Targeted therapy

Targeted therapy may be used instead of or together with chemotherapy as a treatment for cancer. This treatment uses drugs that work in a different way to chemotherapy drugs. While chemotherapy affects all rapidly dividing cells and works by killing cancerous cells (cytotoxic), targeted therapy targets specific molecules within cells and often works by blocking cell growth (cytostatic).

Although targeted therapy minimises harm to healthy cells, it can still have side effects. Not all cancers respond to targeted therapy, and the drugs are sometimes hard to access because they are expensive, not yet developed for all types of cancer, and sometimes available only in clinical trials.

Cancer cells often become resistant to targeted therapy drugs. If this happens, your doctor will change your treatment and may suggest trying chemotherapy or another type of targeted therapy.

Learn more about:

Types of targeted therapy

There are currently two main types of targeted therapy: monoclonal antibodies and small molecule inhibitors.

Monoclonal antibodies

  • Act like the natural antibodies that our bodies produce to fight infection and disease but are made in a laboratory (synthetic)
  • Lock onto a protein on the surface of certain cells and interfere with the growth or survival of cancer cells in some way, e.g. may deliver a toxic drug to cancer cells, interrupt the growth and spread of cancer cells, or prompt cells of the immune system to attack cancer cells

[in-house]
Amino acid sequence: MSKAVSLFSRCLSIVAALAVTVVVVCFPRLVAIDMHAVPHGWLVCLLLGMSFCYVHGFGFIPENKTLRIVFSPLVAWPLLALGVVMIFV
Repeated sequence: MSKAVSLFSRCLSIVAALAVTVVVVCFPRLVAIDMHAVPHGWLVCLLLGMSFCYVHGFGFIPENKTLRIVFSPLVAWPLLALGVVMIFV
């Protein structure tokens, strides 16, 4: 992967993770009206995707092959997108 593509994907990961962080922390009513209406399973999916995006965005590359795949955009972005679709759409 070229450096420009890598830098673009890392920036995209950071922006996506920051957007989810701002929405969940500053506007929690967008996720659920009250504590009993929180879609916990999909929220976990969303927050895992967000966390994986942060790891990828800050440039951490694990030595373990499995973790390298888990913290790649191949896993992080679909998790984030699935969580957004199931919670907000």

• Given intravenously or as an injection under the skin (subcutaneous injection)
  • Drug names end in ‘-mab’ (for monoclonal antibody), e.g. bevacizumab, rituximab

Small molecule inhibitors

  • Can get inside cancer cells and block certain proteins and enzymes that tell the cancer cells to grow
  • Include tyrosine kinase inhibitors (TKIs) – these block the function of a group of enzymes called tyrosine kinases, which tell cancer cells to grow, multiply and spread
  • Given as tablets or capsules to be taken by mouth, usually on a daily basis over months or years
  • Drug names end in ‘-ib’ (for inhibitor), e.g. imatinib, sorafenib

Side effects of targeted therapy

Side effects vary depending on the targeted therapy used, but may include:

  • fevers
  • allergic reactions
  • rashes
  • diarrhoea
  • blood-clotting problems
  • blood pressure changes.

Particular targeted therapy drugs can affect the way your heart or liver works. Some side effects that are of little concern after standard chemotherapy can be very serious if they occur with a targeted therapy – your doctor will explain what to watch out for, and will monitor you throughout treatment.

Video: What is drug therapy?

If you have cancer, drug therapy may play a big role in your treatment plan. Watch this short video to learn more about drug therapies, including targeted therapy and immunotherapy.

This information was last reviewed in August 2016
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